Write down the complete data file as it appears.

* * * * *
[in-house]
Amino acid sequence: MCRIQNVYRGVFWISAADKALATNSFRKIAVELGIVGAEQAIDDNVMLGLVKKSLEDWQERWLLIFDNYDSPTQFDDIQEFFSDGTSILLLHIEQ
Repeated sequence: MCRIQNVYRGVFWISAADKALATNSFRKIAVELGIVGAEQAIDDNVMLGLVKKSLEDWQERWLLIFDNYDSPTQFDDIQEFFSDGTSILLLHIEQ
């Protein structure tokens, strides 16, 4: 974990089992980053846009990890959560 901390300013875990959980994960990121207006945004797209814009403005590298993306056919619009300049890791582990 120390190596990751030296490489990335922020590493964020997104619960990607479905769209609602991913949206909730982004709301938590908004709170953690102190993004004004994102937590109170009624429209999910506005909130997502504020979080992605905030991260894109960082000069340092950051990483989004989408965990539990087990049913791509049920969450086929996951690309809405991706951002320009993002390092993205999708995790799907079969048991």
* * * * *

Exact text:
[in-house]
Amino acid sequence: MCRIQNVYRGVFWISAADKALATNSFRKIAVELGIVGAEQAIDDNVMLGLVKKSLEDWQERWLLIFDNYDSPTQFDDIQEFFSDGTSILLLHIEQ
Repeated sequence: MCRIQNVYRGVFWISAADKALATNSFRKIAVELGIVGAEQAIDDNVMLGLVKKSLEDWQERWLLIFDNYDSPTQFDDIQEFFSDGTSILLLHIEQ
């Protein structure tokens, strides 16, 4: 974990089992980053846009990890959560 901390300013875990959980994960990121207006945004797209814009403005590298993306056919619009300049890791582990 120390190596990751030296490489990335922020590493964020997104619960990607479905769209609602991913949206909730982004709301938590908004709170953690102190993004004004994102937590109170009624429209999910506005909130997502504020979080992605905030991260894109960082000069340092950051990483989004989408965990539990087990049913791509049920969450086929996951690309809405991706951002320009993002390092993205999708995790799907079969048991």